The impact of tropical western Pacific convection on the North Pacific atmospheric circulation during the boreal winter

Jae Heung Park, Soon Il An

Research output: Contribution to journalArticle

17 Citations (Scopus)

Abstract

In this study, we investigate the impact of atmospheric convection over the western tropical Pacific (100–145°E, 0–20°N) on the boreal winter North Pacific atmosphere flow by analyzing National Center for Environmental Prediction Reanalysis 1, Extended Reconstructed Sea Surface Temperature and Global Precipitation Climatology Project data. The western tropical Pacific convection is not only the main energy source driving the local Hadley and Walker circulations, but it also significantly influences North Pacific circulation, by modifying a mid-latitude Jet stream through the connection with the local Hadley circulation. On the one hand, this strong convection leads to a northward expansion of local Hadley cells simultaneous with a northward movement of the western North Pacific jet because of the close correlation between the Jet and Hadley circulation boundaries. On the other hand, this strong convection also intensifies tropical Pacific Walker circulation, which reduces the eastern Pacific sea surface temperature, resembling a La Nina state through the enhanced equatorial upwelling. The cooling of the eastern tropical Pacific has an inter-tropical convergence zone located further north; thus, the local Hadley circulation moves northward. As a result, the jet axis over the eastern North Pacific, which also corresponds to the boundary of the local Hadley circulation, moves to higher latitude. Consequently, this northward movement of the Jet axis over the North Pacific is reflected as a northwest–southeast dipole sea level pressure (SLP) pattern. The composite analysis of SLP over the North Pacific against the omega (Ω) (Pa/s) at 500 hPa over the western tropical Pacific actually reveals that this northwest-southeast dipole structure is attributed to the intensified tropical western Pacific convection, which pushes the Pacific Jet to the north. Finally we also analyzed south Pacific for the austral winter as did previously to North Pacific, and found that the results were consistent.

Original languageEnglish
Pages (from-to)2227-2238
Number of pages12
JournalClimate Dynamics
Volume43
Issue number7-8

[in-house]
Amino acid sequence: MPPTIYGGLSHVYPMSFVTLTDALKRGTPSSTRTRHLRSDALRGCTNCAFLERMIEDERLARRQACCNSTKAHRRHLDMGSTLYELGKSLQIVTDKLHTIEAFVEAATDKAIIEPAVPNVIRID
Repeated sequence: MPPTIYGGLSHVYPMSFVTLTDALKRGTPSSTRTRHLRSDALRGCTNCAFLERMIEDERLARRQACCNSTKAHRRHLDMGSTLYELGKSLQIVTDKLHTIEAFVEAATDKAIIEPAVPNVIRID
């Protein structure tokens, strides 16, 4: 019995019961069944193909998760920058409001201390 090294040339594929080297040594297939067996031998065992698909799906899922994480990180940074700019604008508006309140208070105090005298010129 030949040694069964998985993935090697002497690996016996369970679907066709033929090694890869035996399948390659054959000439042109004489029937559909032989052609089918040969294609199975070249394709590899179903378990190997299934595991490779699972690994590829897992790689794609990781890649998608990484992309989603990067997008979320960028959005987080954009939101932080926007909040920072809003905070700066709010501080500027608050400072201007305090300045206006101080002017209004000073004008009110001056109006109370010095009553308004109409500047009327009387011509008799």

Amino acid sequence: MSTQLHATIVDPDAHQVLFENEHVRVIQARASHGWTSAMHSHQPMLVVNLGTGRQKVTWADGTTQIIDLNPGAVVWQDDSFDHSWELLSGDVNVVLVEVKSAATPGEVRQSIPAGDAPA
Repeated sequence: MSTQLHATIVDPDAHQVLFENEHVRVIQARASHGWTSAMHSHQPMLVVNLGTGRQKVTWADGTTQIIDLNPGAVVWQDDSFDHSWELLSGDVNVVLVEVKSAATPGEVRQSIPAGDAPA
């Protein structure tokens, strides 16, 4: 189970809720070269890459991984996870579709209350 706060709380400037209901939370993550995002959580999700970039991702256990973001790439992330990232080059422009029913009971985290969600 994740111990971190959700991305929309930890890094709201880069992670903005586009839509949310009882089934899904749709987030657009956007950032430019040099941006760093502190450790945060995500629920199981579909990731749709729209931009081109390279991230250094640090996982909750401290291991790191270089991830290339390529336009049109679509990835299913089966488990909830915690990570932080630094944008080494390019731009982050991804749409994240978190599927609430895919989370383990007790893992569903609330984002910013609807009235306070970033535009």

DOIs
Publication statusPublished - 2014 Jan 1

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atmospheric circulation
convection
winter
Walker circulation
sea level pressure
sea surface temperature
atmospheric convection
Hadley cell
precipitation (climatology)
jet stream
intertropical convergence zone
La Nina
upwelling
cooling
atmosphere
prediction

All Science Journal Classification (ASJC) codes

  • Atmospheric Science

Cite this

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abstract = "In this study, we investigate the impact of atmospheric convection over the western tropical Pacific (100–145°E, 0–20°N) on the boreal winter North Pacific atmosphere flow by analyzing National Center for Environmental Prediction Reanalysis 1, Extended Reconstructed Sea Surface Temperature and Global Precipitation Climatology Project data. The western tropical Pacific convection is not only the main energy source driving the local Hadley and Walker circulations, but it also significantly influences North Pacific circulation, by modifying a mid-latitude Jet stream through the connection with the local Hadley circulation. On the one hand, this strong convection leads to a northward expansion of local Hadley cells simultaneous with a northward movement of the western North Pacific jet because of the close correlation between the Jet and Hadley circulation boundaries. On the other hand, this strong convection also intensifies tropical Pacific Walker circulation, which reduces the eastern Pacific sea surface temperature, resembling a La Nina state through the enhanced equatorial upwelling. The cooling of the eastern tropical Pacific has an inter-tropical convergence zone located further north; thus, the local Hadley circulation moves northward. As a result, the jet axis over the eastern North Pacific, which also corresponds to the boundary of the local Hadley circulation, moves to higher latitude. Consequently, this northward movement of the Jet axis over the North Pacific is reflected as a northwest–southeast dipole sea level pressure (SLP) pattern. The composite analysis of SLP over the North Pacific against the omega (Ω) (Pa/s) at 500 hPa over the western tropical Pacific actually reveals that this northwest-southeast dipole structure is attributed to the intensified tropical western Pacific convection, which pushes the Pacific Jet to the north. Finally we also analyzed south Pacific for the austral winter as did previously to North Pacific, and found that the results were consistent.",
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The impact of tropical western Pacific convection on the North Pacific atmospheric circulation during the boreal winter. / Park, Jae Heung; An, Soon Il.

In: Climate Dynamics, Vol. 43, No. 7-8, 01.01.2014, p. 2227-2238.

Research output: Contribution to journalArticle

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